Basic canine conditioning program – where to start, what to do first!

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Nowadays canine conditioning is a hot topic in dog’s world. Many people have heard about dogs working on strengthening muscles and staying fit! A lot of them want to try doing the same with their dogs. On the internet we can see so many different exercises, from basic to challenging and appropriate only for advanced dogs. Very often I get a question „where should I start?”, „what should I do first with my dog?”

First go to the veterinarian and make sure your dog is ready for all the activities you are planning for him! If you have access to veterinary physiotherapist, it is a great choice to make an appointment. We want to make sure your dog is able to do what you have planned for him. Okay, so lets say your dog is perfectly healthy, you have a green light from your vet to start exercising. What should you do?

Below you will find 6 basic exercises. They are appropriate for almost all healthy dogs (check with the vet!). What is great about them, is that while your dog masters all six – you can simply increase the challenge and continue with the same exercise.

Things you need to remember while doing them:
go slowly, it’s not a race, we want to make sure your dog is not compromising himself to do the exercise

quality over quantity, thank you Debbie Torraca from Wizard of Paws, for always reminding abut importance of quality

– look for the signs of fatigue and if you see any (elbows pointing out or in, crouching top line etc) just stop!

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1. Balance stand
– start with working up to 30 second stand on the flat surface, without weight shifts, dancing feet, sits in the middle. It is not as easy as it seems! It is your baseline for almost all other exercises so take time and don’t rush!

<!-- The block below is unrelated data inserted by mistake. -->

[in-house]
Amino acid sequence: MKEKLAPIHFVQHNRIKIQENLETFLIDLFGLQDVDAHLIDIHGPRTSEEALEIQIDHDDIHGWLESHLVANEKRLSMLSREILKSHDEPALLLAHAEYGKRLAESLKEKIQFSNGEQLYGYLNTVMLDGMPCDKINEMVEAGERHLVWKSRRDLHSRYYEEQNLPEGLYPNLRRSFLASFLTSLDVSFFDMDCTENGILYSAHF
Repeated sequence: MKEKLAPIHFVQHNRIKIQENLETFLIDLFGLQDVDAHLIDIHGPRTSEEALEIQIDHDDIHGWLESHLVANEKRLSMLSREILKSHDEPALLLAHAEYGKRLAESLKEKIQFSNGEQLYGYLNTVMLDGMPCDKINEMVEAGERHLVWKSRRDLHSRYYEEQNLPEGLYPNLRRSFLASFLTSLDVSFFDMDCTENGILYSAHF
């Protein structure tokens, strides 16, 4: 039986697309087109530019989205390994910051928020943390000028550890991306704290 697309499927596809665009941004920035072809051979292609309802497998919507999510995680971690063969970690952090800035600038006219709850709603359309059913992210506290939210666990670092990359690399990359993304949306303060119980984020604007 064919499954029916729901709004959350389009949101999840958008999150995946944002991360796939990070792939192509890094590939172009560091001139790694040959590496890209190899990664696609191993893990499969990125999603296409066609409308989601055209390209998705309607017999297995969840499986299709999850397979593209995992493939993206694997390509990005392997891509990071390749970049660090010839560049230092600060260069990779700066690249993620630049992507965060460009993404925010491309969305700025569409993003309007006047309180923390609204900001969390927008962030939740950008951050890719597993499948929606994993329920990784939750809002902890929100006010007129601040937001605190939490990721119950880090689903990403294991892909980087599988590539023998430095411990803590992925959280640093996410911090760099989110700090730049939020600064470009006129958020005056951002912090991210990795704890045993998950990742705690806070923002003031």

– when flat surface is no longer a challenge try adding some instability to the surface. Start with cushions, dog’s bed or pawds.

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2. Sit to stand and stand to sit
It is very beneficial to do both version of sit and stand. Tuck and rock back sit engage different muscles, require different skills from your dog. Same with stands. Pay attention to either front feet or rears being planted and not moving during position change.
a) hindlimbs anchored
Rock-back sit, and forward stand
b) forelimbs anchored
Tuck sit and kick back stand

3. Backing
Walking backwards, not jumping like a rabbit, this exercise is great because it shows how the dog moves, you may actually locate a sweet spot of your dog while watching him backing.
Reinforce low, so that dog keeps his top line in a neutral position.


4. Heads up!
Looking up in stand. This one does amazing job for a core work. I learner it from Debbie Torraca. You will need a balance stand as a base position. When you dog is in a stand position, take a treat and lure your dog’s head slightly up, in encourages core muscles to contract, and automatically places more weight on hindlimbs. Do it few times in a row. Dog on the picture is advanced dog, it was not his first training nor the first repetition during the session.

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5. Weight shifts
Again balance stand is a must have. Gently apply pressure on one side of your dog. Open palms on shoulder or hip, or both, you can also try chest, pushing gently to the opposite site. Pressure should be adjusted so the dog doesn’t move (isometrics), we don’t want to push the dog so that he falls. We don’t want the movement of the body, just muscles working hard!

6. Paw lift!
In stand! Yep, again balanced stand is here. Paw lifts, best if you can teach all paws, so front and rear. One paw up, the rest remains in the same place. Increase the challenge level by adding instability of the surface.

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Each exercise should be done slowly and precisely. Don’t rush! Make sure your dog enjoys the process!

Agnieszka Janarek Dog Trainer